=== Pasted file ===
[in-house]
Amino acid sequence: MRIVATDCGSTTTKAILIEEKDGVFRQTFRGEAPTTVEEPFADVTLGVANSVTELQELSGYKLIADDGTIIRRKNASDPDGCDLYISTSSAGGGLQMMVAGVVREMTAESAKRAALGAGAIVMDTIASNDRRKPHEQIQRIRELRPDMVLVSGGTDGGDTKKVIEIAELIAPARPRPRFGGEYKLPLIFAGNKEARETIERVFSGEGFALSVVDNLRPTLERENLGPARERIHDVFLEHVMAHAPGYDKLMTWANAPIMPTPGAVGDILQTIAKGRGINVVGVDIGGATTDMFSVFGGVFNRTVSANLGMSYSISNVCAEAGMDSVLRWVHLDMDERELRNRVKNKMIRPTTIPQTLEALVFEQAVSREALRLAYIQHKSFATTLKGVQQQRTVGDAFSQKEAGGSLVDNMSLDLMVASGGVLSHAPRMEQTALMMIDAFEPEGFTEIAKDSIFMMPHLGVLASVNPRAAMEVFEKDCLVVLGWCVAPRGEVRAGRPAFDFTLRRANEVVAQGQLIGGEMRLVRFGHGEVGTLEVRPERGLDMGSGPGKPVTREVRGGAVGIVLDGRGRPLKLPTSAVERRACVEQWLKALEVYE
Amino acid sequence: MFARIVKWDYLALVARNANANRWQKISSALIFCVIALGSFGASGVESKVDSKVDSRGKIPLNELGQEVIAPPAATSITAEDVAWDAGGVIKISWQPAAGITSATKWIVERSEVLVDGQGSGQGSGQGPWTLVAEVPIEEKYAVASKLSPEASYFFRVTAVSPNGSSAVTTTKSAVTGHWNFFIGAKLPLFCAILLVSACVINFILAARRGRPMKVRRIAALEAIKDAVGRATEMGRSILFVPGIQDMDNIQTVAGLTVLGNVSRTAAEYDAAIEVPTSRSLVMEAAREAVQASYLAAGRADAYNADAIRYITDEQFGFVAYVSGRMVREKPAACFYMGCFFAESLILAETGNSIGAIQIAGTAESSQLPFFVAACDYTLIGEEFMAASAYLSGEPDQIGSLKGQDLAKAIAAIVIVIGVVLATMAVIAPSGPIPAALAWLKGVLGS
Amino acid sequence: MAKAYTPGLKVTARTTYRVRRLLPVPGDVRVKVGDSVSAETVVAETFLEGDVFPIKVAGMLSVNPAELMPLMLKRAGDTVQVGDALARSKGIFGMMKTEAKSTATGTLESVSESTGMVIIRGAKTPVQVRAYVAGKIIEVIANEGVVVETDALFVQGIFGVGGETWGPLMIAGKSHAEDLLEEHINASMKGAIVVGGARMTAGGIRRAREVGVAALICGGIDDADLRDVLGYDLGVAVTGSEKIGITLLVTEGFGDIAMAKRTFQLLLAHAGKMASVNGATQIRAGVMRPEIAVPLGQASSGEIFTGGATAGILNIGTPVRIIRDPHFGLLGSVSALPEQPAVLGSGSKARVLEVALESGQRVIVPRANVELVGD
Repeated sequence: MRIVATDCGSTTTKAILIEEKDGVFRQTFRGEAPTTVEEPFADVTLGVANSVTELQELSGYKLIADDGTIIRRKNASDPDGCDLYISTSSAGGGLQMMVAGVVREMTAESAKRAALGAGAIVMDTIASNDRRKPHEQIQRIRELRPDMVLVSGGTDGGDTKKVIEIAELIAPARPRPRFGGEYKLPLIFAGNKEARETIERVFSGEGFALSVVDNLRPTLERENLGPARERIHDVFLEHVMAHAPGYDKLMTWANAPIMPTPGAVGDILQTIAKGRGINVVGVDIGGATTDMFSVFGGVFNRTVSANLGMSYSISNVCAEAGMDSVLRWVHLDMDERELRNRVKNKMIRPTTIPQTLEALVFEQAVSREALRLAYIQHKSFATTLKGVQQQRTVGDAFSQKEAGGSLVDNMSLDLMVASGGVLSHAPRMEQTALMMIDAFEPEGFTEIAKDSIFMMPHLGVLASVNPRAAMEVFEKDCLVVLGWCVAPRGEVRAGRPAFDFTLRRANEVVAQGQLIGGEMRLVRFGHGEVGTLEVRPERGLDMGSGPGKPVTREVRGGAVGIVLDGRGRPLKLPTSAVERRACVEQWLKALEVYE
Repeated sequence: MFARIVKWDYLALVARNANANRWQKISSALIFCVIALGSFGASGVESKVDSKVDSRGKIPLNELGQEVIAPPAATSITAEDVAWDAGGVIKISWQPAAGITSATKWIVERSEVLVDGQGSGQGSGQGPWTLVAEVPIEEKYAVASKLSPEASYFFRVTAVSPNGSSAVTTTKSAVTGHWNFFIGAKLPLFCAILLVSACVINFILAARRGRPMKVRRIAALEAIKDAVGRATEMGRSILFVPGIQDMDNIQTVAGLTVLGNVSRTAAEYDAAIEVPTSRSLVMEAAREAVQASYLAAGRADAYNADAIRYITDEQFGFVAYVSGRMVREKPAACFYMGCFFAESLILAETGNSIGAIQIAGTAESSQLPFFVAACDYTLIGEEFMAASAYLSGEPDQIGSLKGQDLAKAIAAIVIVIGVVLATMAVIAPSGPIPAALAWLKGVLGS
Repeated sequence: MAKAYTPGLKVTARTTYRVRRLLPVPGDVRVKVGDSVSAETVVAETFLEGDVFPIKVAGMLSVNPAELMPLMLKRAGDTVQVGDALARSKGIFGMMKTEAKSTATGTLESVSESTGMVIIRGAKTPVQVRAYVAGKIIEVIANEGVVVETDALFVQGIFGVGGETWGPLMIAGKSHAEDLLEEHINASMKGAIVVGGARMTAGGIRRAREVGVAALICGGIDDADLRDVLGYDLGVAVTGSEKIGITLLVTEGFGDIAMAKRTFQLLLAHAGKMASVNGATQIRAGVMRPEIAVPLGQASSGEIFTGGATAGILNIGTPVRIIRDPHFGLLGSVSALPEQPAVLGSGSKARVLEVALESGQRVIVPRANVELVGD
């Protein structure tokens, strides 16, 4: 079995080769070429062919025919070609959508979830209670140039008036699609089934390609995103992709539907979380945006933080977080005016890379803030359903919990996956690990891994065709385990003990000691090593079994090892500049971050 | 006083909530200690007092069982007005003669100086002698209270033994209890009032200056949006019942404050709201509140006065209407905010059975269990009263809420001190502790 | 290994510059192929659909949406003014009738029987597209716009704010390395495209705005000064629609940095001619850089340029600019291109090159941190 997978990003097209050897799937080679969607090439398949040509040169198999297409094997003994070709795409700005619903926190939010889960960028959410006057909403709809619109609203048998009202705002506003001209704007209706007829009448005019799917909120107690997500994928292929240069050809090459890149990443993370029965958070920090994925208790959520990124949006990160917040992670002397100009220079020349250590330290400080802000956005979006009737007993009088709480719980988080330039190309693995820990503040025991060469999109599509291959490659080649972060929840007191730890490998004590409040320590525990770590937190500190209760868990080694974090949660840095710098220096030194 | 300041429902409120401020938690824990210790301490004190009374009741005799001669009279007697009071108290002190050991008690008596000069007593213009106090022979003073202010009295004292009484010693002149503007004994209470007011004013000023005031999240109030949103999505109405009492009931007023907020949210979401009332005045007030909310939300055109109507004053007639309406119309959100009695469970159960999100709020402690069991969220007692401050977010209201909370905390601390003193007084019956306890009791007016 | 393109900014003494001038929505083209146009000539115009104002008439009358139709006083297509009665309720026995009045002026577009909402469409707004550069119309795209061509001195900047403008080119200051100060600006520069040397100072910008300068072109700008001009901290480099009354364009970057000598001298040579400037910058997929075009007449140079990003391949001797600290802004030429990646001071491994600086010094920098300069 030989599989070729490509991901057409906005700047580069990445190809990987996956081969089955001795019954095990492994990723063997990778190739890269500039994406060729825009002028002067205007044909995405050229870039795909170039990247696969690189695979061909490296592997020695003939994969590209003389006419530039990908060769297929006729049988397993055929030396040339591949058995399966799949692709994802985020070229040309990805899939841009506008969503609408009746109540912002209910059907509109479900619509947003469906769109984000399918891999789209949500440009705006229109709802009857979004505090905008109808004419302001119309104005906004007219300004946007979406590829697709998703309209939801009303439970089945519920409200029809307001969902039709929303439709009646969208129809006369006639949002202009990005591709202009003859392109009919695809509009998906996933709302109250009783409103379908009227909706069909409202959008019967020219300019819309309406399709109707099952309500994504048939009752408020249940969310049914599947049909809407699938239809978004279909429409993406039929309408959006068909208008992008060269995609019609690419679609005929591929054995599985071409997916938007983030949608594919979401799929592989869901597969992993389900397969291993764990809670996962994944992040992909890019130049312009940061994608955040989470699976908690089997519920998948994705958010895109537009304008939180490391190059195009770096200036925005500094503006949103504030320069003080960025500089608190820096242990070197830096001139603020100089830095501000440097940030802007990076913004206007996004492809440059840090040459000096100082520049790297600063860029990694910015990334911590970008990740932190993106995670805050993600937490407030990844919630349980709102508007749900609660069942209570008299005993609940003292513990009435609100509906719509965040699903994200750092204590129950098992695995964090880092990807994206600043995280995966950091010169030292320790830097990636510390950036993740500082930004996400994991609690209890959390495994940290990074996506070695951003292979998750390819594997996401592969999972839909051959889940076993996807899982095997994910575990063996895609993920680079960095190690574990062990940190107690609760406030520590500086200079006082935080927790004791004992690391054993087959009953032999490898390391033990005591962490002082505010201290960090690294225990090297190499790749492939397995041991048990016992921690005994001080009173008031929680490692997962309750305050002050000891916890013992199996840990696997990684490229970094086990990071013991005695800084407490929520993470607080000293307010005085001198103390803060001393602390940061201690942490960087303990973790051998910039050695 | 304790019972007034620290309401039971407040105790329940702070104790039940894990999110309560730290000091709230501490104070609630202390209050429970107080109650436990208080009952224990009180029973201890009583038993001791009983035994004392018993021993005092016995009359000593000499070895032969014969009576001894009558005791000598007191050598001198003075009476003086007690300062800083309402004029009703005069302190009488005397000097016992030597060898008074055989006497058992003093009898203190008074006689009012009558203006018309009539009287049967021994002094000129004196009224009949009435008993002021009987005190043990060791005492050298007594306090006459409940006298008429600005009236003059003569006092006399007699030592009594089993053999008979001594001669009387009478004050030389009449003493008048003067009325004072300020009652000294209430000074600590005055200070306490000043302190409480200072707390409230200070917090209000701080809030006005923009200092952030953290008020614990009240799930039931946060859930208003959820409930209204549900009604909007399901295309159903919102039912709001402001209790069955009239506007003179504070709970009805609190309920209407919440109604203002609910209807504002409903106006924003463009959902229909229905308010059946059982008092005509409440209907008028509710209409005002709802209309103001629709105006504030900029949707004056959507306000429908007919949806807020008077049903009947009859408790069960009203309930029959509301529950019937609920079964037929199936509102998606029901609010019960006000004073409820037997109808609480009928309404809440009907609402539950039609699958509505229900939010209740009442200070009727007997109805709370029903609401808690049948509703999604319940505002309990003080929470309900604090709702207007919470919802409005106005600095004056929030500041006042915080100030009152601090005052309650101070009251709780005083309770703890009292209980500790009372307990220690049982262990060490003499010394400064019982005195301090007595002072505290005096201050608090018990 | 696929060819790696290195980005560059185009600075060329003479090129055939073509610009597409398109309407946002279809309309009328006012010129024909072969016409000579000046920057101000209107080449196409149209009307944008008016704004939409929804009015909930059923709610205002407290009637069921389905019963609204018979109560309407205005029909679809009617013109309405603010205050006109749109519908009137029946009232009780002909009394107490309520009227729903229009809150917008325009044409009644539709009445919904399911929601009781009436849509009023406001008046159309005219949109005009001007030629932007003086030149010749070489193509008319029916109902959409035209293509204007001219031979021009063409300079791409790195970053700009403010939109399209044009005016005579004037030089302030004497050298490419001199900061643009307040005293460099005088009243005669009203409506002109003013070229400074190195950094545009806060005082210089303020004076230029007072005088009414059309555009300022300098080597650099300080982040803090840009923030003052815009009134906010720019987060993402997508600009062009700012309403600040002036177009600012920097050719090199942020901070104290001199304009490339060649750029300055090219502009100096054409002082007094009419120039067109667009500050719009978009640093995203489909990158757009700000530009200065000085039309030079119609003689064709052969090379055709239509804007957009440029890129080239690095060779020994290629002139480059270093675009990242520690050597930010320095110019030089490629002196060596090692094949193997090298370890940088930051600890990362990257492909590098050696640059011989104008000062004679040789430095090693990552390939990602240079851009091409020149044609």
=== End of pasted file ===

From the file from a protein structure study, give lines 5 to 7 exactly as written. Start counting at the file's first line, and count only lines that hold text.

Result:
Repeated sequence: MRIVATDCGSTTTKAILIEEKDGVFRQTFRGEAPTTVEEPFADVTLGVANSVTELQELSGYKLIADDGTIIRRKNASDPDGCDLYISTSSAGGGLQMMVAGVVREMTAESAKRAALGAGAIVMDTIASNDRRKPHEQIQRIRELRPDMVLVSGGTDGGDTKKVIEIAELIAPARPRPRFGGEYKLPLIFAGNKEARETIERVFSGEGFALSVVDNLRPTLERENLGPARERIHDVFLEHVMAHAPGYDKLMTWANAPIMPTPGAVGDILQTIAKGRGINVVGVDIGGATTDMFSVFGGVFNRTVSANLGMSYSISNVCAEAGMDSVLRWVHLDMDERELRNRVKNKMIRPTTIPQTLEALVFEQAVSREALRLAYIQHKSFATTLKGVQQQRTVGDAFSQKEAGGSLVDNMSLDLMVASGGVLSHAPRMEQTALMMIDAFEPEGFTEIAKDSIFMMPHLGVLASVNPRAAMEVFEKDCLVVLGWCVAPRGEVRAGRPAFDFTLRRANEVVAQGQLIGGEMRLVRFGHGEVGTLEVRPERGLDMGSGPGKPVTREVRGGAVGIVLDGRGRPLKLPTSAVERRACVEQWLKALEVYE
Repeated sequence: MFARIVKWDYLALVARNANANRWQKISSALIFCVIALGSFGASGVESKVDSKVDSRGKIPLNELGQEVIAPPAATSITAEDVAWDAGGVIKISWQPAAGITSATKWIVERSEVLVDGQGSGQGSGQGPWTLVAEVPIEEKYAVASKLSPEASYFFRVTAVSPNGSSAVTTTKSAVTGHWNFFIGAKLPLFCAILLVSACVINFILAARRGRPMKVRRIAALEAIKDAVGRATEMGRSILFVPGIQDMDNIQTVAGLTVLGNVSRTAAEYDAAIEVPTSRSLVMEAAREAVQASYLAAGRADAYNADAIRYITDEQFGFVAYVSGRMVREKPAACFYMGCFFAESLILAETGNSIGAIQIAGTAESSQLPFFVAACDYTLIGEEFMAASAYLSGEPDQIGSLKGQDLAKAIAAIVIVIGVVLATMAVIAPSGPIPAALAWLKGVLGS
Repeated sequence: MAKAYTPGLKVTARTTYRVRRLLPVPGDVRVKVGDSVSAETVVAETFLEGDVFPIKVAGMLSVNPAELMPLMLKRAGDTVQVGDALARSKGIFGMMKTEAKSTATGTLESVSESTGMVIIRGAKTPVQVRAYVAGKIIEVIANEGVVVETDALFVQGIFGVGGETWGPLMIAGKSHAEDLLEEHINASMKGAIVVGGARMTAGGIRRAREVGVAALICGGIDDADLRDVLGYDLGVAVTGSEKIGITLLVTEGFGDIAMAKRTFQLLLAHAGKMASVNGATQIRAGVMRPEIAVPLGQASSGEIFTGGATAGILNIGTPVRIIRDPHFGLLGSVSALPEQPAVLGSGSKARVLEVALESGQRVIVPRANVELVGD